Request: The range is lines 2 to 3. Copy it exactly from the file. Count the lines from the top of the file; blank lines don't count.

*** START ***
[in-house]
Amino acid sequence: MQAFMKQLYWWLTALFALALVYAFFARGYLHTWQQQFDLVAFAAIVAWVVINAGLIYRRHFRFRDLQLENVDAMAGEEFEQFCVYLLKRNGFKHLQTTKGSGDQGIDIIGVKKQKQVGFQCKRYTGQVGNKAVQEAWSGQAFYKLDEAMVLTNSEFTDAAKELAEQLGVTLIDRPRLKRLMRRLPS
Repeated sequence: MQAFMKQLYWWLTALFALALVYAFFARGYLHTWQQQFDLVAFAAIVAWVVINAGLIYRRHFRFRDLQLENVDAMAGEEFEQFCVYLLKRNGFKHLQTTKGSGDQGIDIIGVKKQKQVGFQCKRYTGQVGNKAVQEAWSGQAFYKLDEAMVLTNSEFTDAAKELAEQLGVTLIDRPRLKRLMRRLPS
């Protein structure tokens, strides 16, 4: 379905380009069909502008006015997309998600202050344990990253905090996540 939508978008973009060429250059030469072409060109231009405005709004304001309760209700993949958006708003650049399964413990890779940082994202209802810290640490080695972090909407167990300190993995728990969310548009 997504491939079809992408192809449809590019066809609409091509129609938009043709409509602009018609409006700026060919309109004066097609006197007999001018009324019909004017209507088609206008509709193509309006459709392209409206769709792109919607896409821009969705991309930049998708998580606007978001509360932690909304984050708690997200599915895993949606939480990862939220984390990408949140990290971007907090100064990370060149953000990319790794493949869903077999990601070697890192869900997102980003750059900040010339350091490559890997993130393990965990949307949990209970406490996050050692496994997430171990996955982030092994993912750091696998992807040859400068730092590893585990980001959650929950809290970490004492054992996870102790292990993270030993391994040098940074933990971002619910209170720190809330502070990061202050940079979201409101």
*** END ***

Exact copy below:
Amino acid sequence: MQAFMKQLYWWLTALFALALVYAFFARGYLHTWQQQFDLVAFAAIVAWVVINAGLIYRRHFRFRDLQLENVDAMAGEEFEQFCVYLLKRNGFKHLQTTKGSGDQGIDIIGVKKQKQVGFQCKRYTGQVGNKAVQEAWSGQAFYKLDEAMVLTNSEFTDAAKELAEQLGVTLIDRPRLKRLMRRLPS
Repeated sequence: MQAFMKQLYWWLTALFALALVYAFFARGYLHTWQQQFDLVAFAAIVAWVVINAGLIYRRHFRFRDLQLENVDAMAGEEFEQFCVYLLKRNGFKHLQTTKGSGDQGIDIIGVKKQKQVGFQCKRYTGQVGNKAVQEAWSGQAFYKLDEAMVLTNSEFTDAAKELAEQLGVTLIDRPRLKRLMRRLPS